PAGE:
Hoffman Awarded Halstead Award
The 2008 Halstead Award was presented to Kevin Hoffman. The Halstead Award is presented annually to a CS graduate student who has made the most significant contributions to Software Engineering at Purdue. The recipient must exhibit ground-breaking research and development, and contribute to important publications in journals, conference proceedings, books, and other documents.
Together with his advisor, Professor Patrick Eugster, Hoffman has developed the cooperative aspect-oriented programming methodology (Co-AOP), which enhances the modularity of cross-cutting concerns by providing structured ways for base code and aspects to cooperate. In an exhaustive empirical study comparing Co-AOP to traditional aspect-oriented programming and object-oriented programming, Hoffman was able to show that Co-AOP significantly improves software reusability and extensibility. Hoffman and Eugster have presented their work at the 30th IEEE/ACM International Conference on Software Engineering and the 2007 ACM International Conference on the Principles and Practice of Programming in Java, and an article will soon appear in Elsevier's Science of Computer Programming. Hoffman's other research interests include language runtimes and memory management systems for multicore computing, dynamic program analysis, automated debugging, and reputation systems. Hoffman, who is expected to graduate in fall of 2010, has worked for Lawrence Livermore National Laboratories and on the Windows Media Center at Microsoft.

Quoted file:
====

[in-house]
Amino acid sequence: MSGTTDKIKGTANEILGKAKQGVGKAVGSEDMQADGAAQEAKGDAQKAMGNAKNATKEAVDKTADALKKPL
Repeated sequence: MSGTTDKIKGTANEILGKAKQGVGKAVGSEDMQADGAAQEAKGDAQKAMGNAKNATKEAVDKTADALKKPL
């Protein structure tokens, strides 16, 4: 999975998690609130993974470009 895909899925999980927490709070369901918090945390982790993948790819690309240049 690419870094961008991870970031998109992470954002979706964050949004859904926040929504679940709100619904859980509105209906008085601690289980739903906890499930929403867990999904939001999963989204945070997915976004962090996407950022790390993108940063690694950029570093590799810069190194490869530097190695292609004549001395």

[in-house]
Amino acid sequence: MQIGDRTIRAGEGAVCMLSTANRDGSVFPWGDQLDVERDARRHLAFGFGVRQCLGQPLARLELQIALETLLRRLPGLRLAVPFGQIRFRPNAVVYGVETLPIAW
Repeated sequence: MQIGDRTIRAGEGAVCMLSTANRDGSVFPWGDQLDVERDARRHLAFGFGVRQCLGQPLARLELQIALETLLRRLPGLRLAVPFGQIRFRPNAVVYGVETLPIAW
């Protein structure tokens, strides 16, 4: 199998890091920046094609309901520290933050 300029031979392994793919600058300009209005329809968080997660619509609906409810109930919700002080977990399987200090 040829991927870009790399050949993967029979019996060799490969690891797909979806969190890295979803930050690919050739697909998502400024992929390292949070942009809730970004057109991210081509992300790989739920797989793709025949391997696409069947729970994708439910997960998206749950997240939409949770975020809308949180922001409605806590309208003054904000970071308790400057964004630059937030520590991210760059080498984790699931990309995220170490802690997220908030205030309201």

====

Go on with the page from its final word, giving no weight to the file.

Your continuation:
The Halstead Award winner is selected by a faculty committee from nominations submitted by Computer Science faculty. Hoffman was presented a plaque and $4000 at the annual Computer Science Awards Banquet.